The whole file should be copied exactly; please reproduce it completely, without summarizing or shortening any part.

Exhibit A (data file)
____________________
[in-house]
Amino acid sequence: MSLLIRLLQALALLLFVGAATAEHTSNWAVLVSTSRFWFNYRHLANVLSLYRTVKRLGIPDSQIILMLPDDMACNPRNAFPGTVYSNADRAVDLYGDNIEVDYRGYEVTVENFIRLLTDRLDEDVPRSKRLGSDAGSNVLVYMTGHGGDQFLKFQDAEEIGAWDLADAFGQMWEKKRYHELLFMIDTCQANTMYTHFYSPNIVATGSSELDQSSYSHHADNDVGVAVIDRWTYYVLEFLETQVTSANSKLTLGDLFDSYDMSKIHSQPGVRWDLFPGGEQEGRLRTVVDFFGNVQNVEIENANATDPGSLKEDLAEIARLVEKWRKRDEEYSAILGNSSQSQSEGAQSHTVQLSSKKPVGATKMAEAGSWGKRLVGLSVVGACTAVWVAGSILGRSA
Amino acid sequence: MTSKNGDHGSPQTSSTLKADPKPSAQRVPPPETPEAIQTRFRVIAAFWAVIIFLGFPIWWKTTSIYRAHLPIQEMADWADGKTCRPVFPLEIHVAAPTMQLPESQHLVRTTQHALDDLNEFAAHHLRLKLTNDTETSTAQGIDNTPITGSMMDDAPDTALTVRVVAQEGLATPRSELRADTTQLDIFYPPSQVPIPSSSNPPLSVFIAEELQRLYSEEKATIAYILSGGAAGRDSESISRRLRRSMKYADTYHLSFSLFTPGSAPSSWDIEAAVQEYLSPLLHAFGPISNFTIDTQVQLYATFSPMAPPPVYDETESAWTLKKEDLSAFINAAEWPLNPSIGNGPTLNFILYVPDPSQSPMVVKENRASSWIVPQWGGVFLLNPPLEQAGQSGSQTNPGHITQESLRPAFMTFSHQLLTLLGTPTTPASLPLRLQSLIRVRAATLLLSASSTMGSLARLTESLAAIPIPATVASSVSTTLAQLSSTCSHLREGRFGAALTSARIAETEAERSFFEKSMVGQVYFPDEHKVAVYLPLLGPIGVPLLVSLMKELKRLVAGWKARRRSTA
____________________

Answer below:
[in-house]
Amino acid sequence: MSLLIRLLQALALLLFVGAATAEHTSNWAVLVSTSRFWFNYRHLANVLSLYRTVKRLGIPDSQIILMLPDDMACNPRNAFPGTVYSNADRAVDLYGDNIEVDYRGYEVTVENFIRLLTDRLDEDVPRSKRLGSDAGSNVLVYMTGHGGDQFLKFQDAEEIGAWDLADAFGQMWEKKRYHELLFMIDTCQANTMYTHFYSPNIVATGSSELDQSSYSHHADNDVGVAVIDRWTYYVLEFLETQVTSANSKLTLGDLFDSYDMSKIHSQPGVRWDLFPGGEQEGRLRTVVDFFGNVQNVEIENANATDPGSLKEDLAEIARLVEKWRKRDEEYSAILGNSSQSQSEGAQSHTVQLSSKKPVGATKMAEAGSWGKRLVGLSVVGACTAVWVAGSILGRSA
Amino acid sequence: MTSKNGDHGSPQTSSTLKADPKPSAQRVPPPETPEAIQTRFRVIAAFWAVIIFLGFPIWWKTTSIYRAHLPIQEMADWADGKTCRPVFPLEIHVAAPTMQLPESQHLVRTTQHALDDLNEFAAHHLRLKLTNDTETSTAQGIDNTPITGSMMDDAPDTALTVRVVAQEGLATPRSELRADTTQLDIFYPPSQVPIPSSSNPPLSVFIAEELQRLYSEEKATIAYILSGGAAGRDSESISRRLRRSMKYADTYHLSFSLFTPGSAPSSWDIEAAVQEYLSPLLHAFGPISNFTIDTQVQLYATFSPMAPPPVYDETESAWTLKKEDLSAFINAAEWPLNPSIGNGPTLNFILYVPDPSQSPMVVKENRASSWIVPQWGGVFLLNPPLEQAGQSGSQTNPGHITQESLRPAFMTFSHQLLTLLGTPTTPASLPLRLQSLIRVRAATLLLSASSTMGSLARLTESLAAIPIPATVASSVSTTLAQLSSTCSHLREGRFGAALTSARIAETEAERSFFEKSMVGQVYFPDEHKVAVYLPLLGPIGVPLLVSLMKELKRLVAGWKARRRSTA